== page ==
Tobacco sales rake in US$574m

File pic: Tobacco

ZIMBABWE has realised a total of US$574,4 million so far from the sale of tobacco, but farmers claim they have received next to nothing in return.

According to the auction and contract tobacco seasonal sales figures from the Tobacco Industry Marketing Board (TIMB) for day 45, the nation has generated US$574,4 million from sales of the golden leaf, a 48,38% increase over records for the same period last year.

Contract sales made up US$531,5 million of the total, while the auction brought in US$42,9 million. The cost per kilogramme was US$3.

Additionally, according to TIMB figures, 191,6 million kilogrammes of tobacco have been sold in total, an increase of 48,13% from the prior period.

Farmers, however, told NewsDay Farming that the revenue only benefited contractors.

“On the negative side, you can see that the prices remain unchanged so that’s the biggest concern. Even though there has been an increase in volumes but the return to the farmer is the same as what it was last year,” Zimbabwe Tobacco Association chief executive Rodney Ambrose told NewsDay Farming.

“The bigger concern to us at the moment is the 15% Zimdollar that has been paid to the farmers was at the official rate. Farmers have to retool at rates above US$2 600 but they are only getting paid at the official rate.

“Remember, that value that you see that is set by TIMB is not the value that is paid to the farmers. Farmers first have to repay their loans from last season, so most of that money actually hasn't been paid to farmers. Precisely, 80% of that money hasn't been paid to farmers. Farmers are still repaying their loans from last season.”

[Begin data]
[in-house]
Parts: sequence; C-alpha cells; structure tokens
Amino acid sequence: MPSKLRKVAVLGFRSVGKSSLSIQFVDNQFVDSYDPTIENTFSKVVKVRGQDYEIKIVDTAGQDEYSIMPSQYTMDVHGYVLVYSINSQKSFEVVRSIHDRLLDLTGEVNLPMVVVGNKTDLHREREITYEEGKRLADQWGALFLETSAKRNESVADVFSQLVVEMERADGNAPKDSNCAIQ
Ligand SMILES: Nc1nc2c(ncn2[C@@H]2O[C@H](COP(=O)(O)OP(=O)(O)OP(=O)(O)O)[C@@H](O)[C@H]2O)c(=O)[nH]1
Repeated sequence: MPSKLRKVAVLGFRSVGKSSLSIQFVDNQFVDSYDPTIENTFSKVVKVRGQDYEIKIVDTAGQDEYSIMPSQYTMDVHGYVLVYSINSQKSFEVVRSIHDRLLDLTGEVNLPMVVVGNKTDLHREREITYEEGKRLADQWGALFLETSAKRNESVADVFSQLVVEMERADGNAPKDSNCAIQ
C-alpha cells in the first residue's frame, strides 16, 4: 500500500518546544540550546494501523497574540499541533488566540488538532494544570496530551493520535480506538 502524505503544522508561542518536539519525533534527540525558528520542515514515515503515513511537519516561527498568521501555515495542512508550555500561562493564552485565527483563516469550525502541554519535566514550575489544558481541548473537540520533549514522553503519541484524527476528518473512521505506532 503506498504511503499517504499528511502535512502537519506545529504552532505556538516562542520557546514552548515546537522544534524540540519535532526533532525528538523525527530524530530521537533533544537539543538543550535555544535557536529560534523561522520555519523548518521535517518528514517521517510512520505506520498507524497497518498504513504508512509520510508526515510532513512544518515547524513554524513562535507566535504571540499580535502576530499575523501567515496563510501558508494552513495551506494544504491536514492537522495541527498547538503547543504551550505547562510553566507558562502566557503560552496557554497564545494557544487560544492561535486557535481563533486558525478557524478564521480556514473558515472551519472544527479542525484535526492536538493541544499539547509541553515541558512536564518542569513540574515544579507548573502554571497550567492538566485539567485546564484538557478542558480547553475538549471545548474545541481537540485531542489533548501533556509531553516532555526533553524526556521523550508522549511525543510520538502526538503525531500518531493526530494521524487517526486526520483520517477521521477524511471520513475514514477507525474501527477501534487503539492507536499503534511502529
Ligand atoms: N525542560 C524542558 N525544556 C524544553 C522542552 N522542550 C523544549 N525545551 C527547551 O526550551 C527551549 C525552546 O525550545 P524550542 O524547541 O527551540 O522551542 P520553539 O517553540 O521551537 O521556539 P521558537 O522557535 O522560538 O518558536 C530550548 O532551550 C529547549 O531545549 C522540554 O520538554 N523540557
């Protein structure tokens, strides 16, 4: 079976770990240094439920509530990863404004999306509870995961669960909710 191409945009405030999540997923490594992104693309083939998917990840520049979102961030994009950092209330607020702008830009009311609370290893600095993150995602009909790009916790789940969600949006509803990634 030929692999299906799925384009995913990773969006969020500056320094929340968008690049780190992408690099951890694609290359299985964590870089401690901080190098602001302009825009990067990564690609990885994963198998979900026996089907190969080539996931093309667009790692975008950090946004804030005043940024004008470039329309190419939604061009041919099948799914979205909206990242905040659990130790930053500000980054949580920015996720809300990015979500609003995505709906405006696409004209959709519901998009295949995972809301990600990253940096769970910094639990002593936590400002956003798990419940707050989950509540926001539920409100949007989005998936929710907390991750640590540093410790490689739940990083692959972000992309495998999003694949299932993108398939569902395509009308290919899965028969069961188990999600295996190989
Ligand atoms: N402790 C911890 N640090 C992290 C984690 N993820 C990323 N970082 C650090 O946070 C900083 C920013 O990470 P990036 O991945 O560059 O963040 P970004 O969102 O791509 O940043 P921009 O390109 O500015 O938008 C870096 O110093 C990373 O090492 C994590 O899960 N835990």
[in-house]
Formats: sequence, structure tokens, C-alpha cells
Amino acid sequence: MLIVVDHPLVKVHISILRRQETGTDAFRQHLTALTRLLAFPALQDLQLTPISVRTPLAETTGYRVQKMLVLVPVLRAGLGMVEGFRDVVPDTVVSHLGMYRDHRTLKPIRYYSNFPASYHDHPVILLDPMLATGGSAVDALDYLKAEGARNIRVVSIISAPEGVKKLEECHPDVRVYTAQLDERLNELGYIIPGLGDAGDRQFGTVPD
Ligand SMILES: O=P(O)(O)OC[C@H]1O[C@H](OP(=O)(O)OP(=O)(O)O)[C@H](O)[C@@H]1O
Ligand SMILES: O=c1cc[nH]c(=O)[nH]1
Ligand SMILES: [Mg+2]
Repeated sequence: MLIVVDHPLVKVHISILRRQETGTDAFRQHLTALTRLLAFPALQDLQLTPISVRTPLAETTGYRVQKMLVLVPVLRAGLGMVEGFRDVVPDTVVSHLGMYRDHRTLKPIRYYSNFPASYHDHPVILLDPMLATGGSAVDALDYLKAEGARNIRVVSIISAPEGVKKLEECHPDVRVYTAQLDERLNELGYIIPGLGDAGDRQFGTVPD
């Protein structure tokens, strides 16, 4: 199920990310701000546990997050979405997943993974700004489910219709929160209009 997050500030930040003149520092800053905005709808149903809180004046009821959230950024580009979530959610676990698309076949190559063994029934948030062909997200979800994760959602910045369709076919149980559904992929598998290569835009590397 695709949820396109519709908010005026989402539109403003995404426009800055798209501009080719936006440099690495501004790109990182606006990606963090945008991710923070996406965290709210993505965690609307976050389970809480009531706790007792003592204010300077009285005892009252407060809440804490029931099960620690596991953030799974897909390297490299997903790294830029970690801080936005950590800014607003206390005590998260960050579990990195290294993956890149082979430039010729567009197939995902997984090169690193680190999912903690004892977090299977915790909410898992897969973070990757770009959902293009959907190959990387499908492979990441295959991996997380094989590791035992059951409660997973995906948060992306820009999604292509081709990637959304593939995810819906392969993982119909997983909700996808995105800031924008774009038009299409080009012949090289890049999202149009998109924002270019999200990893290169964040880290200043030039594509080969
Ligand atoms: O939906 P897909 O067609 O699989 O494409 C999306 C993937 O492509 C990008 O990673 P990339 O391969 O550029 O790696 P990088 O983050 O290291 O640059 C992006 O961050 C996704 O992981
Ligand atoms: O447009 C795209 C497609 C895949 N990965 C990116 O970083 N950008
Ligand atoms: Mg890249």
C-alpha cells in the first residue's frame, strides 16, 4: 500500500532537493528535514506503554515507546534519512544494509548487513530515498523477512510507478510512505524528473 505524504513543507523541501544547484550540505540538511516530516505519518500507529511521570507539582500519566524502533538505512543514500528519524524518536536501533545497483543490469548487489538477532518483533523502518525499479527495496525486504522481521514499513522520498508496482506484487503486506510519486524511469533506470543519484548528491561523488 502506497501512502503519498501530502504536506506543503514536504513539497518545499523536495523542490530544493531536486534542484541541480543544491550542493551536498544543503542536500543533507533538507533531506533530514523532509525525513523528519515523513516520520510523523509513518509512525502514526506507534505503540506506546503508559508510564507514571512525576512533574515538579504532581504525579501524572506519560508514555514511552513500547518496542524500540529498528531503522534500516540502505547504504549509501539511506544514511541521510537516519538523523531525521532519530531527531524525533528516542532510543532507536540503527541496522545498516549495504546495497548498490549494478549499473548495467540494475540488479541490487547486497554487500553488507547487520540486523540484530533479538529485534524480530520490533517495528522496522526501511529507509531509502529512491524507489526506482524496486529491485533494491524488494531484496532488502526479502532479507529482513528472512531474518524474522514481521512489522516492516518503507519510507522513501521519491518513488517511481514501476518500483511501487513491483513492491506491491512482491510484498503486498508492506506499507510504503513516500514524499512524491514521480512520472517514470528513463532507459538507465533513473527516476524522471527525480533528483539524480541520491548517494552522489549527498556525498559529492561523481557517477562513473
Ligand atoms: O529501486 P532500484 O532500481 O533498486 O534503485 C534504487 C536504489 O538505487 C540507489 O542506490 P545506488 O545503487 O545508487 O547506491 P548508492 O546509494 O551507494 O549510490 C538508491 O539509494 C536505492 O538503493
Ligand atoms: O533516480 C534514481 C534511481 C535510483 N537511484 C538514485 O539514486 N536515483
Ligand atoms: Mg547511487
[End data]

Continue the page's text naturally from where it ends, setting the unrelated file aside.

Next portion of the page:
Ambrose added: “So, that figure that they say is the amount of money that has been generated by tobacco, it’s not money that has come into the country. It’s just a book entry to say the value that has been sold but what then needs to be taken into consideration is that farmers are still repaying their loans.”

He said the fact that 80% of the value was going to loan repayment was a big challenge for tobacco farmers, adding that production costs have also been up 30%, which would affect production of the golden leaf.

However, Ambrose said the TIMB report showed a positive trajectory in the sector.

“If you look at the TIMB report you will see that the daily volumes are much higher than what they were last year or any other seasons. So, we have seen an almost sudden average of close to six million, then five million and four million compared to a normal average of three million kilogrammes per day. Basically, farmers and the crop have been ready for the market. They haven’t been holding the crop, they have been sending the crop to the market,” he added.

Zimbabwe Tobacco Growers Association president George Seremwe said the costs of production are  likely to affect tobacco farmers in the short term.

“It’s a good development but again, we will stick to our worry which is the cost of production that is a huge concern. Inasmuch as we increase the volume next year, it might be affected because most of our farmers are not making money and it means they are going back to being contracted which is a great worry and we have also noticed that the prices at auction floors have decreased.

“So, that is our worry, but it’s a good development that our volumes are up and this gives credit to us growers who are working hard to produce such a crop and the average price has slightly increased. Most farmers are just delivering tobacco to pay the credit, that's it and they are taking home nothing,” he said.

The 2022/23 tobacco production season had 148 527 growers doing 117 928 hectares of tobacco as compared to 110 155 hectares of tobacco done by 122 841 growers in the prior period.

Zimbabwe produced 211 million kilogrammes of tobacco in 2021 and 212 million kilogrammes in 2022.

This year, the country projects to produce 300 million kilogrammes.

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